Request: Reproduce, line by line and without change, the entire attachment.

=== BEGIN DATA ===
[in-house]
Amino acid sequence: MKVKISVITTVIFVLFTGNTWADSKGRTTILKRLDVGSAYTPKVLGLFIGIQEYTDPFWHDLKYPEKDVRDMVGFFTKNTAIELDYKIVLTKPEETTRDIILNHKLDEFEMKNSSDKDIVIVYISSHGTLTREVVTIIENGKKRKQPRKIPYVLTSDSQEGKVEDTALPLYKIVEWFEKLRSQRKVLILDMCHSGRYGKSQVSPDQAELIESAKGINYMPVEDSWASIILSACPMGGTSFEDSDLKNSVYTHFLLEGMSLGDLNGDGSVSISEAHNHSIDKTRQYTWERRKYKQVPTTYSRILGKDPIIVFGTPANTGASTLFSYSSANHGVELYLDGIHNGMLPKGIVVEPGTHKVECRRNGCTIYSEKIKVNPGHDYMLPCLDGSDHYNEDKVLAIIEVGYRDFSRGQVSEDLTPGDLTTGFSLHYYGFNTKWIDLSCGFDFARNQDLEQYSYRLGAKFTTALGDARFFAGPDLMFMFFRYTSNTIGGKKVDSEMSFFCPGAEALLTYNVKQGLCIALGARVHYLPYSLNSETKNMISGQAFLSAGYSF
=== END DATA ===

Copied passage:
[in-house]
Amino acid sequence: MKVKISVITTVIFVLFTGNTWADSKGRTTILKRLDVGSAYTPKVLGLFIGIQEYTDPFWHDLKYPEKDVRDMVGFFTKNTAIELDYKIVLTKPEETTRDIILNHKLDEFEMKNSSDKDIVIVYISSHGTLTREVVTIIENGKKRKQPRKIPYVLTSDSQEGKVEDTALPLYKIVEWFEKLRSQRKVLILDMCHSGRYGKSQVSPDQAELIESAKGINYMPVEDSWASIILSACPMGGTSFEDSDLKNSVYTHFLLEGMSLGDLNGDGSVSISEAHNHSIDKTRQYTWERRKYKQVPTTYSRILGKDPIIVFGTPANTGASTLFSYSSANHGVELYLDGIHNGMLPKGIVVEPGTHKVECRRNGCTIYSEKIKVNPGHDYMLPCLDGSDHYNEDKVLAIIEVGYRDFSRGQVSEDLTPGDLTTGFSLHYYGFNTKWIDLSCGFDFARNQDLEQYSYRLGAKFTTALGDARFFAGPDLMFMFFRYTSNTIGGKKVDSEMSFFCPGAEALLTYNVKQGLCIALGARVHYLPYSLNSETKNMISGQAFLSAGYSF